This process alone is much faster, it takes only about 1 minute for 30 images of the R5 on my com­put­er (AMD Thread­rip­per 2950X with 16 cores, 32GB Ram, NVMe SSD).

If the images have been trans­ferred to Heli­con Focus, there are now 3 ren­der­ing meth­ods to choose from

A: weight­ed aver­age
B: depth map
C: pyra­mid

In addi­tion, dif­fer­ent para­me­ters can be select­ed for the indi­vid­ual meth­ods. So far, I got the best results with method C (pyra­mid). But in Heli­con Focus the dif­fer­ent meth­ods can eas­i­ly be tried one after the oth­er and the results can be com­pared. The indi­vid­ual results are stored tem­porar­i­ly and can be dis­played at any time by select­ing them in the small film strip at the bot­tom. There you can choose the best result and save it.

The ren­der­ing of the stack is blaz­ing fast com­pared to Pho­to­shop. Heli­con Focus appar­ent­ly uses the exist­ing proces­sor cores much bet­ter than Pho­to­shop can. My exam­ple stack with the 30 images of the Miss Willmott’s ghost was ren­dered in 15 sec­onds using method C, Pho­to­shop need­ed 6 min­utes (align­ing and blend­ing).

Stack­ing with Heli­con Focus- Method C - Pyra­mid

Nice is that Heli­con Focus dis­plays an ani­mat­ed image of the ren­der­ing process dur­ing the cal­cu­la­tion. With method B - depth map, the process is also fin­ished in 15 sec­onds:

Stacking with Helicon Focus
Stack­ing with Heli­con Focus - Method B - Depth map

After com­ple­tion, the images can be viewed enlarged in Heli­con Focus and, if nec­es­sary, post-processed. In this case, both meth­ods were well-suit­ed. The pro­cess­ing is much faster and more com­fort­able than with Pho­to­shop.

In the ” Retouch­ing ” mod­ule, Heli­con Focus dis­plays a select­ed sin­gle pho­to of the stack in the left win­dow and the com­plete image on the right. Using the mouse, a part of any select­ed sin­gle lay­er can be copied to the whole image. This is much more dif­fi­cult to describe here than it is in real­i­ty. In any case, it is much eas­i­er, more intu­itive and faster than in Pho­to­shop. In my expe­ri­ence, post-pro­cess­ing in Heli­con Focus is also much less nec­es­sary, since the results are usu­al­ly bet­ter than with Pho­to­shop.

All in all, edit­ing with Heli­con Focus is much more fun and much more pow­er­ful than with Adobe Pho­to­shop. Heli­con Focus cur­rent­ly costs $30 per year as an annu­al sub­scrip­tion and $115 once as a “Life­time License”, where all future updates are includ­ed for free.

Some more examples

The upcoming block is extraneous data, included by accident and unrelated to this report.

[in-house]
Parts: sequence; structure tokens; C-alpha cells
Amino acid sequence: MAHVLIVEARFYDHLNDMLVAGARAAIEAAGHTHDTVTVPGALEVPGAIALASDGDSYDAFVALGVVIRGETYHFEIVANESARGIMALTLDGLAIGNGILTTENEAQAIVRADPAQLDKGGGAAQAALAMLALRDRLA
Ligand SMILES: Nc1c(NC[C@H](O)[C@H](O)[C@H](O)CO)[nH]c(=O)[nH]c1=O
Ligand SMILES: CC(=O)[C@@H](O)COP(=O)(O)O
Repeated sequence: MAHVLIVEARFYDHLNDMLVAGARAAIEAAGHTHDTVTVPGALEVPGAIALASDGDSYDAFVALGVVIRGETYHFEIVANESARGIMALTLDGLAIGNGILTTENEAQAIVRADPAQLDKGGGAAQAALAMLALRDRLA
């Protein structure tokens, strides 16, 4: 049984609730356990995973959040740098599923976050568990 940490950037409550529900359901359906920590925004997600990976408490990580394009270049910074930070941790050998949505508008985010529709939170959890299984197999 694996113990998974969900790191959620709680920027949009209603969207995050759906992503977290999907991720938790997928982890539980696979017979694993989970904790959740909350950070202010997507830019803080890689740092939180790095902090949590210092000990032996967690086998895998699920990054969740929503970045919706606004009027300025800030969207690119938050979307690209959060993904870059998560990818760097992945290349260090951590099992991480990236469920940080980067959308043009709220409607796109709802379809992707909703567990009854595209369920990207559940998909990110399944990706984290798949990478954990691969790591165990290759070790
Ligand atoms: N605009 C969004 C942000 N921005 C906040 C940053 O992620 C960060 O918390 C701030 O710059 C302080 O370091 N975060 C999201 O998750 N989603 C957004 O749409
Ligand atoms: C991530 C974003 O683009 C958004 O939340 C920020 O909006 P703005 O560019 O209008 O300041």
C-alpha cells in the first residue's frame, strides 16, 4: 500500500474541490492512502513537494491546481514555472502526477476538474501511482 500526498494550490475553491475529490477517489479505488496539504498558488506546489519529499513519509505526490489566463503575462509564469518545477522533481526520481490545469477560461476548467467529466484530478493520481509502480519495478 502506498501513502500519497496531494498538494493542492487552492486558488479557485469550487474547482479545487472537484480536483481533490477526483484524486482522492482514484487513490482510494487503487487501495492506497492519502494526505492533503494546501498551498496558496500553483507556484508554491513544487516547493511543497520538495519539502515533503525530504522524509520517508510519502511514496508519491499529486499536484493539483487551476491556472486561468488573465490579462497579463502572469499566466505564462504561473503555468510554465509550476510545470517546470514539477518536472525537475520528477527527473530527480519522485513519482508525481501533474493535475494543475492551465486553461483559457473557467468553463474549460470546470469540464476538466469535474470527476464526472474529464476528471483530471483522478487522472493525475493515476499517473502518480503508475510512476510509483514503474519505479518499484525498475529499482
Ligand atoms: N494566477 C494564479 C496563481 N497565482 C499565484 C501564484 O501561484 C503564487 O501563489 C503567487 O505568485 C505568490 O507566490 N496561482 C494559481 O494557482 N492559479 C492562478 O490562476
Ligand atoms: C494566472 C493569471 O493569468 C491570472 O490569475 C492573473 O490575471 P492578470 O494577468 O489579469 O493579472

The above expe­ri­ences with the Focus Stack­ing of the EOS R5 now made me want to try out my macro lens again.

My good old EF 100mm F2.8 Macro USM* has been lying unused in the box for quite some time. I had always con­sid­ered to exchange it for the 100mm F/2.8L IS at some point, since the IS seemed to me to be inter­est­ing espe­cial­ly in the macro range, but I refrained from doing so, since I use it very rarely and the L-lens is opti­cal­ly not bet­ter. It was worth the wait: Now my old macro has a sta­bi­liza­tion by the built-in IBIS of the EOS R5, which works real­ly well 😉 .

As a train­ing object I chose a fam­i­ly heir­loom from the vit­rine, which is over 80 years old. It is a gold­en pock­et watch, which my grand­fa­ther received in 1937 on the occa­sion of his 25th anniver­sary of employ­ment at the GHH, the “Gute Hoff­nungs Hütte” in Ober­hausen. The good old piece is still ful­ly func­tion­al after more than 80 years. I rewound it and it worked!

This time, I used the cam­era on a tri­pod for stack­ing. The light­ing came through the win­dow, I put the clock on a white sheet of paper. Then I took up to 40 shots at aper­tures 5.6 and 8, edit­ed them in Light­room and stacked the series in Heli­con Focus:

Open pocket watch with etuit
Stack of 40 images, 100mm, f/5.6, 1/160, ISO 100
Stack of 26 images, 100mm, f/8, 1/15, ISO 100
Stack of 30 images, 100mm, f/8, 1/6, ISO 100

I am quite hap­py with the results, Focus Stack­ing is fun! These were my first steps with Focus Stack­ing. I would be very hap­py about com­ments and sug­ges­tions for improve­ment.

If you are inter­est­ed in fur­ther infor­ma­tion about the Canon EOS R5

You can find my first test report on the EOS R5 here. On my web­site there are also many oth­er arti­cles about the EOS R5.

*=Affil­i­ate Link